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We’ll spend what it takes to ensure safe schools – Chancellor Jeremy Hunt

By Graeme Baker
BBC News

Jeremy Hunt has said the government “will spend what it takes” to make schools safe from crumbly concrete.

The chancellor did not give a figure but told the BBC’s Sunday with Laura Kuenssberg “we must spend this money”.

More than 100 schools must shut fully or partially due to risky reinforced autoclaved aerated concrete (RAAC).

Labour said Mr Hunt’s funding promise was a “bare bones” response to a crisis that will be “the defining image of 13 years of Tory government”.

The Treasury says that Mr Hunt’s promise does not mean any new money outside of current budgets.

The repairs will be paid for through unallocated funds for schools in existing departmental budgets.

Schools minister Nick Gibb had said on Friday that the government would pay for the costs of temporary arrangements.

The chancellor told Kuenssberg that the majority of schools in England where RAAC has been identified were able to operate at least partially and said that the government would continue to act “very, very fast” to mitigate any new risks that were found.

“We had an exhaustive process of going through every one of the 22,000 schools since 2018,” he said, referencing a survey commissioned after an incident when RAAC in a building failed.

He added that “new information came to light” in the summer about heightened risks, and that “the education secretary acted immediately”.

“We will spend what it takes to make sure children can go to school safely,” he said.

Asked when the problem might be fixed, he said: “What I can give you a sense of is the speed at which we’ve acted… We’ve put in place counter measures in a majority of the remaining schools.

The chancellor said that it would not lead to months of disruption. “This problem is currently affecting around 100 schools but the majority of those are able to operate face to face,” he added.

Mr Hunt said that he did not want to speculate on press reports that 7,000 schools could ultimately be found to be at risk, but acknowledged that more “awkward” and “difficult” information could come to light.

He added: “What people need to know is that however difficult it is… we will do absolutely what it takes.”

The government has yet to publish a full list of schools that have been forced to fully or partially shut but says it will do so “in due course”. The BBC has created its own of those it knows are affected..

Labour has said it will to try to force publication after the Commons returns from summer recess on Monday. It has also demanded an “urgent audit” of the public sector estate on the impact of the material.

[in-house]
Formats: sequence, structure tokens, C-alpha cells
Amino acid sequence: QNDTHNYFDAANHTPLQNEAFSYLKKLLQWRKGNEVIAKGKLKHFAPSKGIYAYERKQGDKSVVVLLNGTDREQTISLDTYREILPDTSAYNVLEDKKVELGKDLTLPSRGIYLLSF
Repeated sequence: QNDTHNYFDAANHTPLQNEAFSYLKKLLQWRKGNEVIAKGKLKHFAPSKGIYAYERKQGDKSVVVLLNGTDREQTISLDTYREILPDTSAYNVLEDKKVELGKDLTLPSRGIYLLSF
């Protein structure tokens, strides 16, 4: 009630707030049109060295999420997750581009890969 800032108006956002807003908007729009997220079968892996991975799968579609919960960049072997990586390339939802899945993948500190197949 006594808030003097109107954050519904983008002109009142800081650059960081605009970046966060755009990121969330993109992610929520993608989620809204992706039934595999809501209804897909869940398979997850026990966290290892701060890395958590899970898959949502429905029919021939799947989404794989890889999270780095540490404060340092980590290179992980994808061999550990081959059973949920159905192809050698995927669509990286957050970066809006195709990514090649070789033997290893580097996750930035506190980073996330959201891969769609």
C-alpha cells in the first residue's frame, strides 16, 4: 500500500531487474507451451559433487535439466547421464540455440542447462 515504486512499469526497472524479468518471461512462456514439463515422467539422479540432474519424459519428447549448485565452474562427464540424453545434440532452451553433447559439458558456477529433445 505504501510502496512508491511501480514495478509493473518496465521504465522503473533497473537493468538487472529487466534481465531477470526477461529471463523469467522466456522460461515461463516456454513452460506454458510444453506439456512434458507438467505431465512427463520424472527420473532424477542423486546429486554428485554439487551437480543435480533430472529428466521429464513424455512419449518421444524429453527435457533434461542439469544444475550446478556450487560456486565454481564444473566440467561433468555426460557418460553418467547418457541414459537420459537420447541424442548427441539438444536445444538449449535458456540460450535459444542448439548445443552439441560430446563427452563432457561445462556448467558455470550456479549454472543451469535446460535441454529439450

Bridget Phillipson, the shadow education secretary, said that the country needed to know “exactly what is going on”.

She added that it was “all good and well” that Mr Hunt had promised to spend, “but that is the bare bones”.

“The chickens are coming home to roost,” she told Kuenssberg.

“I can think of no more a defining image of 13 years of Tory government [than] children being sat in classrooms under metal props to prevent ceilings from falling on their heads.”

Watch: Government should publish full list of schools affected – Labour

‘My heart goes out’

Rachel De Souza, England’s children’s commissioner, had earlier told the same programme that she was “shocked” about the sudden warnings issued on Thursday that more than 100 schools would need to mitigate against RAAC.

“My heart goes out to parents and children affected,” she said, adding that she was “disappointed and frustrated” at the apparent lack of plan from the government.

She said that she was happy to hear repairs would be funded by the government, “but we shouldn’t even be in this situation”.

“There should have been planning in place and a really good school building programme that has addressed this over the years,” she said.

Education Secretary Gillian Keegan will inform Parliament next week “of the plan to keep parents and the public updated on the issue”, her department has said.

Writing in the Sun on Sunday newspaper, Ms Keegan said that the government had “no choice” but to close schools, and that it was not a decision it had taken lightly.

“I want to reassure families that this is not a return to the dark days of school lockdowns,” she said.

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